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Last Updated on December 14, 2020

How to Become an Entrepreneur (A Serial Entrepreneur’s Advice)

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How to Become an Entrepreneur (A Serial Entrepreneur’s Advice)

The dream of entrepreneurship is one many share. It’s all about being your own boss, having financial security, and creating something from nothing through hard work, dedication, and skill. It’s the rare person who hasn’t pondered how to become an entrepreneur.

I certainly did, and from a young age. I come from a long line of entrepreneurial people: my great grandfather was a cattle trader and wildcatter. My grandfather and father were in the oil and gas industry, and I have been involved in everything from oil and gas to manufacturing, real estate, and skin care. In short, I have been a serial entrepreneur for the past 35 years.

On the path to learning how to become an entrepreneur, I have both made and lost millions of dollars, managed hundreds of employees, and suffered from anxiety, depression, insomnia, stress, and other health issues.

I have learned lessons from some of the greatest minds in the business world, as well as from my own spectacular failures. But one thing I have never done is quit, and that is lesson one on how to become an entrepreneur and be successful while doing it.

What People Get Wrong About Entrepreneurship

When I talk to people about entrepreneurship and how to become an entrepreneur, there are some common misconceptions that always arise.

They are almost always based on stereotypes that have seeped into the culture over time. We see them in movies, television, and even from entrepreneurs themselves. But like all stereotypes, they are overgeneralizations that don’t allow us to see the true, in-depth picture of the entrepreneur. So, here are the most common myths I hear about entrepreneurs.

There Are “Born” Entrepreneurs

It’s true that if you come from a long line of entrepreneurs (as I did), you are more likely to become one, but it’s not genetically inherited. It’s much more a function of having entrepreneurs as role models in your life. After all, colleges and universities have been teaching all kinds of people business skills and entrepreneurship for decades.

Now, that’s not to say that there are no “born into” advantages that can help with entrepreneurship. Money is a great example of this. If you were lucky enough to be born into a family with money, it will make entrepreneurship a much easier proposition. After all, funding is a major part of any start-up.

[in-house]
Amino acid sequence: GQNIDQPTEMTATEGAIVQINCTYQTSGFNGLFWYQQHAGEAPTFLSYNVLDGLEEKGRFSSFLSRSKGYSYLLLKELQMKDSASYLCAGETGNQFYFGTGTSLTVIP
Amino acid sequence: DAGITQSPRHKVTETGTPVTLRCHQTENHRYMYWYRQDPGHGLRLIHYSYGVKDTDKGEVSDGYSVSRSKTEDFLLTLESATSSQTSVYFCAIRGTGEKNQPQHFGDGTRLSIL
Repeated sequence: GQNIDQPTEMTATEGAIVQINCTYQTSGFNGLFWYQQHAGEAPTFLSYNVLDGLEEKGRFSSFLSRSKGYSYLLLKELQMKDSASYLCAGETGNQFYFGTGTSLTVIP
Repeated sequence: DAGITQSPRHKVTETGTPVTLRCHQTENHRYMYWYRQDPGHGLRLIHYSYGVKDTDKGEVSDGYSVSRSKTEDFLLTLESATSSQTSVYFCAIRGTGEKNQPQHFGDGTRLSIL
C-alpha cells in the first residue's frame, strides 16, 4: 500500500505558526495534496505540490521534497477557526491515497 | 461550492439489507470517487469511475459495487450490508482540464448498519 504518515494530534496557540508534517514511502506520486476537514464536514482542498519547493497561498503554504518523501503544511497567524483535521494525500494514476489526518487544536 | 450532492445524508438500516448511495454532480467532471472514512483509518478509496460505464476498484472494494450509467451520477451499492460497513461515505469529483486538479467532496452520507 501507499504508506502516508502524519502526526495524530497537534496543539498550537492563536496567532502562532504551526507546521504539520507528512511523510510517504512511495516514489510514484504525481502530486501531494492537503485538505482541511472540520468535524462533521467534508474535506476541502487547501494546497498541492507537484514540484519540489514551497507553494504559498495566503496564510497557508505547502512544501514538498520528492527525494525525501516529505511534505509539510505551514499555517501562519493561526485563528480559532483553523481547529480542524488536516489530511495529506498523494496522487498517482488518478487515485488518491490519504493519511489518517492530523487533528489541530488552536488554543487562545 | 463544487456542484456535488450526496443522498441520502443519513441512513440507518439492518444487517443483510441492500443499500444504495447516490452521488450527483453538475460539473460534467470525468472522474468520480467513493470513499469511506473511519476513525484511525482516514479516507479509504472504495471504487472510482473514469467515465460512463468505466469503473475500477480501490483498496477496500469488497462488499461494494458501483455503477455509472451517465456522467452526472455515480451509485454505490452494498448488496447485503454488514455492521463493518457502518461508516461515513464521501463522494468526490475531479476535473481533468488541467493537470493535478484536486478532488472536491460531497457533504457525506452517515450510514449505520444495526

That being said, most entrepreneurs were not born into money and still became successful. More on how to do that later.

Entrepreneurs Don’t Have a Social Life

This one is pretty common and sometimes perpetuated by the entrepreneurs themselves. There can be a kind of a machismo attached to the image of a workaholic: someone who is single-minded and entirely focused to the exclusion of other things.

While entrepreneurship does take a lot of time, effort, and dedication, entrepreneurs, by necessity, need to be social creatures. No one rises to the top without a wide network of friends and acquaintances.

They Are Extreme Risk-Takers

There’s no getting around taking risks as an entrepreneur. However, successful entrepreneurs are experts at taking calculated risks — carefully exploring all the options as well as the potential ups and downs before making a decision.

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The person who is willing to risk it all on a roll of the dice isn’t going to be in business very long.

They Are Super Smart

In fact, only about 26% of entrepreneurs have a college degree[1]. While getting or having an education can’t (or shouldn’t) hurt, it is by no means a prerequisite for becoming a successful entrepreneur.

They Raise Money Through Bank Loans and Venture Capital Firms

My hat’s off to you if you can pull that one off, especially a bank loan. You’ll find that banks are more than willing to lend you money once you’ve become successful, but before then, you’re lucky to get a cup of coffee out of them[2].